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Brioche 1

The word Brioche may get you craving the warm, fluffy, diet-crushing French bread, but today we’re referring to a considerably less guilty indulgence (which is also quite fluffy in it’s own way): the Brioche knit stitch. A textured stitch pattern that creates a voluminous fabric with a ribbed look, with just as much elasticity as a traditional 1×1 rib. Brioche may look intimidating, but it really is just a combination of stitches you likely already know well: a few yarn overs, slipped stitches, knit-two-together and you’re set! The perks of Brioche stitch? It’s reversible, it creates a thick, cushy fabric, and looks gorgeous when done with two colors, which can create beautiful color work that is almost 3D in its plushy texture.

This stitch is ideal for projects where you’ll want lots of stretchiness, such as hats or fitted garments with negative ease, or when you don’t want a “wrong side” to your project, such as in scarves or blankets. With its almost double-knit texture, this stitch also creates a dense fabric with lots of structure, which can be useful for something like the collar of a sweater. Within Brioche stitch there are also a dozen variations, including Waffle Brioche, Twisted Brioche, Moss Brioche, Honeycomb Brioche, Double Brioche and more. Most create a reversible fabric, and many can be worked with one or two colours, with some even incorporating a third colour.

Brioche 4

Fancy giving Brioche a try? After all, this kind is calorie free, what do you have to lose? Join us at the shop for a Beginner’s Brioche class on December 6th, from 3pm – 4:30pm where you’ll learn how to knit a pair of reversible fingerless mitts with two colours, just like the one’s worn by the lovely Jenny seen here! The sample was knit with the multicolour Noro Kureyon and Lamb’s Pride Worsted in a solid shade.

Brioche knitting is seeing a comeback these days, thanks in part to Stephen West, who released several patterns recently all of which feature Brioche. The stitch beautifully highlights both colour and texture in his gorgeous designs, as seen in the “Bundled in Brioche” scarf where colour blocking and vertical stripes create a vibrant, plush scarf showcasing a spectrum of colours. Great for eating up leftover yarn from other projects!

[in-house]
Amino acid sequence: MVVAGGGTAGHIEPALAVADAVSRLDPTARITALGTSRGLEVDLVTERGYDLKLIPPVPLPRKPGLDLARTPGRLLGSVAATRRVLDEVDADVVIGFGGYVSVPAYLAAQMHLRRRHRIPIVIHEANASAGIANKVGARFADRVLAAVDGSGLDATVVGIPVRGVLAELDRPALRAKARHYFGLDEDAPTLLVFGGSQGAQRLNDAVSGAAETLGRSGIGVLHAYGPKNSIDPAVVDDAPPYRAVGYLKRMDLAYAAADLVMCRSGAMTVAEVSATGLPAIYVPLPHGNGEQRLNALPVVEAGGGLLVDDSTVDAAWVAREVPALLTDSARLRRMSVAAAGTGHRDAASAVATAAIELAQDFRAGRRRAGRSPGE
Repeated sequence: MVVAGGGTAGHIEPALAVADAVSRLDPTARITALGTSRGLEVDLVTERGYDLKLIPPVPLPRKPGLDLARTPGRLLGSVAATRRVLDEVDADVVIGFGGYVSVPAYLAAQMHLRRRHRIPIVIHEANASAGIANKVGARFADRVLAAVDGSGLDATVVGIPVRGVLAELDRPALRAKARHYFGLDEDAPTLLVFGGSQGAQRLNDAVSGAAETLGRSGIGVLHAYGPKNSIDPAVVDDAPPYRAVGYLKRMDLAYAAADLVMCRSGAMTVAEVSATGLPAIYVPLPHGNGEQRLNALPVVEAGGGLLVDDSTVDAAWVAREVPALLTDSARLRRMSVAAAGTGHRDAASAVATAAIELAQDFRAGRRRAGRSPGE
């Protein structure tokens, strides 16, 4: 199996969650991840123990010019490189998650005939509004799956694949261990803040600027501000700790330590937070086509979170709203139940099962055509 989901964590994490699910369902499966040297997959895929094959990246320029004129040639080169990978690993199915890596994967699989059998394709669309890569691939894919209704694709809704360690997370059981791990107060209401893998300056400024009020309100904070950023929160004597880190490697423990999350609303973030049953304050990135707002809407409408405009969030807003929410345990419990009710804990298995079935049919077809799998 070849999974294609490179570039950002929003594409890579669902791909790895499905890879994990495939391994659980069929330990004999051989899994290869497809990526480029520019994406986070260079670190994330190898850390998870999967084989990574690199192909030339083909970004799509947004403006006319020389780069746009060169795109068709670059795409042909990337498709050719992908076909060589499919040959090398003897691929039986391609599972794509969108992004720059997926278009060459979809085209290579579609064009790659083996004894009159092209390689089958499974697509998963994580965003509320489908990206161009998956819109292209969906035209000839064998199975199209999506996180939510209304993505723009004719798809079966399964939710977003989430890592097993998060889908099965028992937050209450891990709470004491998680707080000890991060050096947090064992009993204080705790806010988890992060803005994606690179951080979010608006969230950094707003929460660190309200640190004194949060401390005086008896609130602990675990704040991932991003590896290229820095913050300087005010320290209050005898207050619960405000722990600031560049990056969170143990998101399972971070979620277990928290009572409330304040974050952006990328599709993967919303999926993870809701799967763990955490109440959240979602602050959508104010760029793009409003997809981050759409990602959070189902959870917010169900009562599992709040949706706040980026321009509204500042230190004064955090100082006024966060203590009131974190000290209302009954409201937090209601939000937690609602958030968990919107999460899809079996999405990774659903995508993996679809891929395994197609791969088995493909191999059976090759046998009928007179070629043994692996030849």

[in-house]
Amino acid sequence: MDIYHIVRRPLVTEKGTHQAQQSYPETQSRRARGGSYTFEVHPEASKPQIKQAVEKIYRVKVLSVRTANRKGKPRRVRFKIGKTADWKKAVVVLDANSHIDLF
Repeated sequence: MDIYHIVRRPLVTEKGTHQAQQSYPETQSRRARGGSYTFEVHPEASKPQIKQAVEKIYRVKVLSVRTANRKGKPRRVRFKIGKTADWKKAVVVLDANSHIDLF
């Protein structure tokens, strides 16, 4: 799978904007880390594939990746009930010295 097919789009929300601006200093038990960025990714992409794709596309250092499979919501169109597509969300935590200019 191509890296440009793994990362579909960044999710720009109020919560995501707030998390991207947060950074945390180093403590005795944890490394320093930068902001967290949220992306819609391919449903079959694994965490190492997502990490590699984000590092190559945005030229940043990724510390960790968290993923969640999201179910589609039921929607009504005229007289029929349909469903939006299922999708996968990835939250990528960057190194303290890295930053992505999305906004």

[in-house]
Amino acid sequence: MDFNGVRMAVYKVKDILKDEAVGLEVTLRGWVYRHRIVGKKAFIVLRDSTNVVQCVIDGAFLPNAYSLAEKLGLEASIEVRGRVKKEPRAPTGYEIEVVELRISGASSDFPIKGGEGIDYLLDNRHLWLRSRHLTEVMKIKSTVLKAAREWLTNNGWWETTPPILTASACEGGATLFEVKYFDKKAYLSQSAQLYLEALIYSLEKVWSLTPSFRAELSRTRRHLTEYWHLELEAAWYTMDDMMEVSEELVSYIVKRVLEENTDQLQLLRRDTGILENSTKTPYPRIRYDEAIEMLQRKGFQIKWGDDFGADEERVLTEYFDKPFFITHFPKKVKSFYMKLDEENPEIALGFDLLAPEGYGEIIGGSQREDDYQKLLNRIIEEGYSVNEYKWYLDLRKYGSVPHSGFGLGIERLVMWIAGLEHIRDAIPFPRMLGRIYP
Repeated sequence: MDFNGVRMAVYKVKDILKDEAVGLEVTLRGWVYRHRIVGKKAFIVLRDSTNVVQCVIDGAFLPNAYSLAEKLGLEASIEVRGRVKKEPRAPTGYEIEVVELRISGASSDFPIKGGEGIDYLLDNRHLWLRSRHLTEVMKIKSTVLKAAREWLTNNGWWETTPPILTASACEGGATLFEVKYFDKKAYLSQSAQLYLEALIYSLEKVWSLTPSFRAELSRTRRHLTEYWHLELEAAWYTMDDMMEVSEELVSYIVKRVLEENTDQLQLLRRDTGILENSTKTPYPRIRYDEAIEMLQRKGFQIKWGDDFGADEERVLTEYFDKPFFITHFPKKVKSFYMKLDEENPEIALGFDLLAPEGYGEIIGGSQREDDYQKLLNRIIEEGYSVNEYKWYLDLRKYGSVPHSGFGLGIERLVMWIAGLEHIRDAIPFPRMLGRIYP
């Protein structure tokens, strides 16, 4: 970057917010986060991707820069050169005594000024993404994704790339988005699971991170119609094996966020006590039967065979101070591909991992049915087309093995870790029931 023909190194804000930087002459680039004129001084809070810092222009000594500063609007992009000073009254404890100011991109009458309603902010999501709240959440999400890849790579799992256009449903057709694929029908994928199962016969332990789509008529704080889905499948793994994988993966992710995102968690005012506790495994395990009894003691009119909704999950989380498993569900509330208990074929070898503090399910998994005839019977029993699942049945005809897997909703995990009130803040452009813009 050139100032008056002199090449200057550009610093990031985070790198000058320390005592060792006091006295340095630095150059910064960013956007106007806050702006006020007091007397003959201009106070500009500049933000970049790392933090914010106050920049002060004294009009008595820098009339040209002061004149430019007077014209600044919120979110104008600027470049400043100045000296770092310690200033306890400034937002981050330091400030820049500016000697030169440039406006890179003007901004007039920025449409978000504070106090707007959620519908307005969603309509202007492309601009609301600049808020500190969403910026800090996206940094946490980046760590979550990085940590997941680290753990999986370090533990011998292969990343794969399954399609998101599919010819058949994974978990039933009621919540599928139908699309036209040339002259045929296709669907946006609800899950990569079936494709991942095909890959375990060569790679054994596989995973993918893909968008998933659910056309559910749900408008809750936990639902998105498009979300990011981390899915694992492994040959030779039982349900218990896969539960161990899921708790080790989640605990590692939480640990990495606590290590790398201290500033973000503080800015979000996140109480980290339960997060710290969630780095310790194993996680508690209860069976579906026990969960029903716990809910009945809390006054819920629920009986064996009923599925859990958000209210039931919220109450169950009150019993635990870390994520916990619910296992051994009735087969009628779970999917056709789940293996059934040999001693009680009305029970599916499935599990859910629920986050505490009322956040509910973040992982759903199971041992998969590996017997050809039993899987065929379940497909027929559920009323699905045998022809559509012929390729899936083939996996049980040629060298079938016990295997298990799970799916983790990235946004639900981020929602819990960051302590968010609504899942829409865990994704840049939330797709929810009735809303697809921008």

Brioche 3

An important tip to remember when knitting Brioche is to use a cast-on and bind-off method that will allow for the large range of elasticity you’ll get with this stitch. In this case it is often suggested to use the Italian cast-on, or Tubular cast-on, which create a very elastic, ribbed “invisible” edge where stitches seem to wrap around the hem.

So, have you worked up an appetite for Brioche yet? What is your favourite Brioche pattern or one you’ve been hungry to try?


“Using smaller needles and yarn held double…”

Does the idea of knitting with two (or more) strands of yarn at the same time give you the spooks? We’re hear to tell you that, despite the day that’s in it, there’s no need to fear!

Pictured above are Nadia’s two Barley hats, a lovely Daddy and Daughter set, knit using two strands of 4ply held together. In this case Nadia had the perfect yarns in mind from her stash (Camden Tweed and Hedgehog Sock Yarn) but needed to make them work for a pattern knit at a much thicker tension. Thankfully using two strands created the perfect fabric for this design (which calls for a worsted or aran weight yarn).

But wasn’t it awkward? Did she find it hard to identify each stitch? Were there lots of snagged and dropped stitches? Actually, not at all!


As you can see above the two strands of yarn actually end up quite snug together, and sit quite neatly at the top of their respective columns of stitches. Each stitch is readily identifiable and, should you ever accidentally knit in to only one strand, it’s a quick thing to catch and fix.

And what about the look of the fabric? Do we get uneven stitches, a muddle of texture, gaps and lumps? Again, nope!


You’d have to look very close indeed to see that two strands were used, and we’re actually quite in love with the effect of Camden Tweed held double. The resulting fabrics are plush and soft, and just perfect for keeping everyone warm this Halloween!

We’re thrilled to announce our next workshop, coming up next month. Elanor King will be here for the morning of Saturday 8th August, teaching us her amazing techniques for embellishing our knits.

Elanor, who is catchloops on Ravelry, is an Irish designer based in London. With an engineering background and an artist’s eye, she produces beautiful things using fun decorations like thrums and sequins and even loom bands, as well as the most effective embroidered details.

With Elanor’s help, you can learn how to add those distinctive touches that make your knits unique, and have a ball in the process! It all happens from 10.00am on Saturday August 8th, and you can nab a place right here.

And we really can’t wait to see the finished objects that happen then, can you?